The processing of the earlier described data results in fourdigital data streams that subsequently need to be converted intoanalog data. In case of single-carrier QPSK signaling, each datastream carries only a single bit per symbol, and therefore, doesnot require a DAC. This reduces the complexity, and therefore,power consumption of the transmitter significantly. But evenfor multicarrier systems  or modulation formats with higherorder than QPSK, the performance requirements with respectto resolution and conversion speed are typically less restrictivefor the transmit DAC than for the receive AD converter (ADC).For instance, for a 16-QAM transmitter without preprocessing,only 2 bits (four levels) at a conversion speed equivalent to thesymbol rate are required, while at the receiver side, typically68 bits at a sampling rate of twice the data rate are needed.Technology and architecture choices are similar to the ones ofthe ADC, which will be discussed later.
The I/Q modulator most widely used today is a double-nestedMachZehnder modulator  based on LiNbO3 . However, othermore compact solutions are in development based, for instance,on electroabsorption modulator structures .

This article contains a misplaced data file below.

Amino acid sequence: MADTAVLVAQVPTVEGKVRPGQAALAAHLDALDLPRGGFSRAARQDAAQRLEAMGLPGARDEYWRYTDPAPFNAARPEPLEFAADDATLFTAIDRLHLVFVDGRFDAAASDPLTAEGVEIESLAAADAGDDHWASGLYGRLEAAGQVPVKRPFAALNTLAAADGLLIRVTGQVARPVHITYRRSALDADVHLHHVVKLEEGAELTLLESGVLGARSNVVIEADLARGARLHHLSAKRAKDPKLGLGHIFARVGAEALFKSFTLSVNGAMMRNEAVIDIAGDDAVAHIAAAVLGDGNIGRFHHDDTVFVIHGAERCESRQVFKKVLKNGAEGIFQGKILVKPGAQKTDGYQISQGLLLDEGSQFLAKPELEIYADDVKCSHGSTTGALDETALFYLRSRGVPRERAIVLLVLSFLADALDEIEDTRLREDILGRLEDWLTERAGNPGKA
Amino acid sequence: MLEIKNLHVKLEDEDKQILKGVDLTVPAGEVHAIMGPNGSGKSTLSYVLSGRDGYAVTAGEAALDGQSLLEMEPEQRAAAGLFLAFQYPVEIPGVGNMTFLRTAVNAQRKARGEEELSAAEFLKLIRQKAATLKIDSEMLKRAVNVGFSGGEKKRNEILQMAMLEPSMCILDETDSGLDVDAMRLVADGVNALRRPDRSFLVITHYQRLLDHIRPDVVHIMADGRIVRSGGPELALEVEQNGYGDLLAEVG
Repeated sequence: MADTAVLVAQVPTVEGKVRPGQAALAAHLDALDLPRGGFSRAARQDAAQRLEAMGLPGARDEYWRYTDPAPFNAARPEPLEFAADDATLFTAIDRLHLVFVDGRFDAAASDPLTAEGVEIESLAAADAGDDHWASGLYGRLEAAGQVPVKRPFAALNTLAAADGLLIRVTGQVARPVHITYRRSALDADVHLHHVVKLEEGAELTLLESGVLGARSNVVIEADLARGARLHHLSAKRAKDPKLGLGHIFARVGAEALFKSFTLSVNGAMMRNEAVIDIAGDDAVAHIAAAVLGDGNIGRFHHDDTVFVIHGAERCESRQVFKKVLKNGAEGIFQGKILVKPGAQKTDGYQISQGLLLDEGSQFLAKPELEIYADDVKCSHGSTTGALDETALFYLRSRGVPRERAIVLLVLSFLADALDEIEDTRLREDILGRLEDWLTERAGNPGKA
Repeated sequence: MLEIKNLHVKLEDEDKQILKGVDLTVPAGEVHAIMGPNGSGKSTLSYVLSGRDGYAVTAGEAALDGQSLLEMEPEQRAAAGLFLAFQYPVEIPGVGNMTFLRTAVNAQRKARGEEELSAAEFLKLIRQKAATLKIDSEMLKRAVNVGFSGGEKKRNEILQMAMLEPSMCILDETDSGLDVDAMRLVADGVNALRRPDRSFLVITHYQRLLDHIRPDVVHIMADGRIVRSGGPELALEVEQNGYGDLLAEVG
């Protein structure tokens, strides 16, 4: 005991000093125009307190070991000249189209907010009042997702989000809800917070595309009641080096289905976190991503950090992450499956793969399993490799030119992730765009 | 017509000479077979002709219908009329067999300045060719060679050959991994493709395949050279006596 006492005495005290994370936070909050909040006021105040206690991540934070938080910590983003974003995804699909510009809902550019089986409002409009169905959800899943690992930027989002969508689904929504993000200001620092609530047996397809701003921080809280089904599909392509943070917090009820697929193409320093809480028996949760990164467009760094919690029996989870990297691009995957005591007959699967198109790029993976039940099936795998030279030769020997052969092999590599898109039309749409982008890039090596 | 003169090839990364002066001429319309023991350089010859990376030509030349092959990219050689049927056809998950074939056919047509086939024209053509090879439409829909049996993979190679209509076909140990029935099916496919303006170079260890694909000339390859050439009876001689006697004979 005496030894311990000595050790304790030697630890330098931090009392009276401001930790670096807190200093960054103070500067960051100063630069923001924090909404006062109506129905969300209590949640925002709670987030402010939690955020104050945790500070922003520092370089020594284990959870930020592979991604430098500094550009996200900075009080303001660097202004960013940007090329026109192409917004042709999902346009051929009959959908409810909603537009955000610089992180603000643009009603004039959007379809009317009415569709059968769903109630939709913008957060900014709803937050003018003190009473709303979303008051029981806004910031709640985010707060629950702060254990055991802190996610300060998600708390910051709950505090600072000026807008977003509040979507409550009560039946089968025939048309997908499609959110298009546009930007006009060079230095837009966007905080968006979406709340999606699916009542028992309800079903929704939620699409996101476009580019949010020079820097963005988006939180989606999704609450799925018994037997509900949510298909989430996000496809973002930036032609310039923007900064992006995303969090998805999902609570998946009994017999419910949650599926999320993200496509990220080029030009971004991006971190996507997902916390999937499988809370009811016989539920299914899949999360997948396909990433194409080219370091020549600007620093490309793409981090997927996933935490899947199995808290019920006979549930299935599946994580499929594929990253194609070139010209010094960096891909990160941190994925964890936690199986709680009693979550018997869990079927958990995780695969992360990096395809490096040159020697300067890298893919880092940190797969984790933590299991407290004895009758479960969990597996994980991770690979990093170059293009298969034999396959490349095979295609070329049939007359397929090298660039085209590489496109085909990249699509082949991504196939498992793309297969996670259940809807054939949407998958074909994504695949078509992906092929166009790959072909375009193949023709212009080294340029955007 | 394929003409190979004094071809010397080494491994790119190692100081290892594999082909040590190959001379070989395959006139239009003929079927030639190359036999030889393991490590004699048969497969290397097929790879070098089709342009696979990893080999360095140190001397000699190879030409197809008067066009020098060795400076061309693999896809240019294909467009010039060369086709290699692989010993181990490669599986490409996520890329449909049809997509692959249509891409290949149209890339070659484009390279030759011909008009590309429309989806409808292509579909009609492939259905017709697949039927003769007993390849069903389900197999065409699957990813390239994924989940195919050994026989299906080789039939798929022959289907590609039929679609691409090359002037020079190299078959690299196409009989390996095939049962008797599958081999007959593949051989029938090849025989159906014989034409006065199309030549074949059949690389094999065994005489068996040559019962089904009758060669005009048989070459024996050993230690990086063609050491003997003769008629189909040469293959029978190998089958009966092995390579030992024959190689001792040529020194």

The receiver consists of a local oscillator (LO) laser, an opticalhybrid, a photoreceiver array, an ADC array, the digital signalprocessor (DSP), and a data sink, which typically comprises adecoder and a client interface.
The 90 optical hybrid mixes the received signal with thesignal of the LO laser and a 90 phase-shifted copy of the LO
laser signal . The mixing of the signal with the LO referenceis performed for each polarization separately. Preferably, theoutput of the hybrid provides differential signals for suppressionof the direct-detection terms.
Optical hybrids have been demonstrated in different designsand technology platforms. Design-wise, optical hybrids can begrouped into actively controlled devices that require a phasecontrol to maintain the 90 phase difference and passive de-vices that assure a 90 phase difference by design. Active de-vices typically consist of two splitters, one for the receivedsignal and one for the LO signal, and two signal combiners, onefor the in-phase component and one for the quadrature com-ponent . The phase of the signal in one arm of the LOsplitter needs to be adjusted by a tunable phase shifter to be90 out of phase with respect to the signal in the second arm.The phase shift can be controlled by utilizing thermal tuningor electrooptic tuning.
Passive hybrids are designed such that the signals alwaysinterfere with a phase difference of about 90. These can beimplemented, for instance, as a Michelson interferometer or amultimode interference coupler (MMI) . The advantage ofpassive hybrids is obvious; no control signal has to be generatedand distributed to the hybrid device. Nevertheless, the phaseaccuracy is often not sufficient so that a phase correction needsto be implemented in the digital signal processor.
After photodetection and linear amplification, the signalsneed to be converted from AD domain. The ADC performanceis still one of the bottlenecks that determine total data rate ofDSP-based optical coherent systems. ADCs with sampling rateof mor